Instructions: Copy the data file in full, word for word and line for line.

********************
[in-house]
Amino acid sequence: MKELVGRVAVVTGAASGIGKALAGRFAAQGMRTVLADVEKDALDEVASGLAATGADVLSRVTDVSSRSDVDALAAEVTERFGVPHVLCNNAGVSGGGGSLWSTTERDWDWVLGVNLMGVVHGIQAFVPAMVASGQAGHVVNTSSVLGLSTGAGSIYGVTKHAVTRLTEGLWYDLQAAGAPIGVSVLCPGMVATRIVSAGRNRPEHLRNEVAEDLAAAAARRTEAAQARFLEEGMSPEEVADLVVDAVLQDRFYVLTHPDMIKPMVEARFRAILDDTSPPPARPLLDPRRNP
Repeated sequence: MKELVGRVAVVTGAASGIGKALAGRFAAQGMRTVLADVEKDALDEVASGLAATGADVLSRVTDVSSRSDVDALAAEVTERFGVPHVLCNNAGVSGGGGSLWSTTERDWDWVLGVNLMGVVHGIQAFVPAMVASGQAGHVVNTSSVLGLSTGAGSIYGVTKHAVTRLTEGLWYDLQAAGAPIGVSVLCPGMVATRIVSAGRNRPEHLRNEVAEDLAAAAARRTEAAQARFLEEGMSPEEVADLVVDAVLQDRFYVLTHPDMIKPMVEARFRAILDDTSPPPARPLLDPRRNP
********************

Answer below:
[in-house]
Amino acid sequence: MKELVGRVAVVTGAASGIGKALAGRFAAQGMRTVLADVEKDALDEVASGLAATGADVLSRVTDVSSRSDVDALAAEVTERFGVPHVLCNNAGVSGGGGSLWSTTERDWDWVLGVNLMGVVHGIQAFVPAMVASGQAGHVVNTSSVLGLSTGAGSIYGVTKHAVTRLTEGLWYDLQAAGAPIGVSVLCPGMVATRIVSAGRNRPEHLRNEVAEDLAAAAARRTEAAQARFLEEGMSPEEVADLVVDAVLQDRFYVLTHPDMIKPMVEARFRAILDDTSPPPARPLLDPRRNP
Repeated sequence: MKELVGRVAVVTGAASGIGKALAGRFAAQGMRTVLADVEKDALDEVASGLAATGADVLSRVTDVSSRSDVDALAAEVTERFGVPHVLCNNAGVSGGGGSLWSTTERDWDWVLGVNLMGVVHGIQAFVPAMVASGQAGHVVNTSSVLGLSTGAGSIYGVTKHAVTRLTEGLWYDLQAAGAPIGVSVLCPGMVATRIVSAGRNRPEHLRNEVAEDLAAAAARRTEAAQARFLEEGMSPEEVADLVVDAVLQDRFYVLTHPDMIKPMVEARFRAILDDTSPPPARPLLDPRRNP